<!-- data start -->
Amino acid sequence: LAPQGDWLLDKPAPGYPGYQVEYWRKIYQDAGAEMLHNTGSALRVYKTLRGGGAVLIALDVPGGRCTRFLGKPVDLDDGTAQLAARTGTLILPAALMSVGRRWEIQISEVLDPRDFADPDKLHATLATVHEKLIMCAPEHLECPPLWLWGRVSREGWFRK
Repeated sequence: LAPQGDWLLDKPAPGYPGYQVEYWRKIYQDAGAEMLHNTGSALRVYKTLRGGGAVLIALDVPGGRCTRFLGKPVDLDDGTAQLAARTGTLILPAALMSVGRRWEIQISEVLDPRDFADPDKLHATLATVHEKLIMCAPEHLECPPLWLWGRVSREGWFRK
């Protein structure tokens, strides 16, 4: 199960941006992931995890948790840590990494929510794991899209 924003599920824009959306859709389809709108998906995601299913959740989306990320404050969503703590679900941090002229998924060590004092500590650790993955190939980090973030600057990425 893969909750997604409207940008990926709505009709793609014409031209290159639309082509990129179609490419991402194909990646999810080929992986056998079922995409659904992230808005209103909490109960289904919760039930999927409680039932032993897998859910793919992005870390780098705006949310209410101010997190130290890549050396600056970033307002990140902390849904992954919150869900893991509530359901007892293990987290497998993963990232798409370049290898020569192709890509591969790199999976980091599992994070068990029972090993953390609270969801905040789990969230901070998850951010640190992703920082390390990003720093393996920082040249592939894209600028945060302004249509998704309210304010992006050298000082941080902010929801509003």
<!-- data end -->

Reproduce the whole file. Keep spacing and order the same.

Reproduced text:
Amino acid sequence: LAPQGDWLLDKPAPGYPGYQVEYWRKIYQDAGAEMLHNTGSALRVYKTLRGGGAVLIALDVPGGRCTRFLGKPVDLDDGTAQLAARTGTLILPAALMSVGRRWEIQISEVLDPRDFADPDKLHATLATVHEKLIMCAPEHLECPPLWLWGRVSREGWFRK
Repeated sequence: LAPQGDWLLDKPAPGYPGYQVEYWRKIYQDAGAEMLHNTGSALRVYKTLRGGGAVLIALDVPGGRCTRFLGKPVDLDDGTAQLAARTGTLILPAALMSVGRRWEIQISEVLDPRDFADPDKLHATLATVHEKLIMCAPEHLECPPLWLWGRVSREGWFRK
């Protein structure tokens, strides 16, 4: 199960941006992931995890948790840590990494929510794991899209 924003599920824009959306859709389809709108998906995601299913959740989306990320404050969503703590679900941090002229998924060590004092500590650790993955190939980090973030600057990425 893969909750997604409207940008990926709505009709793609014409031209290159639309082509990129179609490419991402194909990646999810080929992986056998079922995409659904992230808005209103909490109960289904919760039930999927409680039932032993897998859910793919992005870390780098705006949310209410101010997190130290890549050396600056970033307002990140902390849904992954919150869900893991509530359901007892293990987290497998993963990232798409370049290898020569192709890509591969790199999976980091599992994070068990029972090993953390609270969801905040789990969230901070998850951010640190992703920082390390990003720093393996920082040249592939894209600028945060302004249509998704309210304010992006050298000082941080902010929801509003």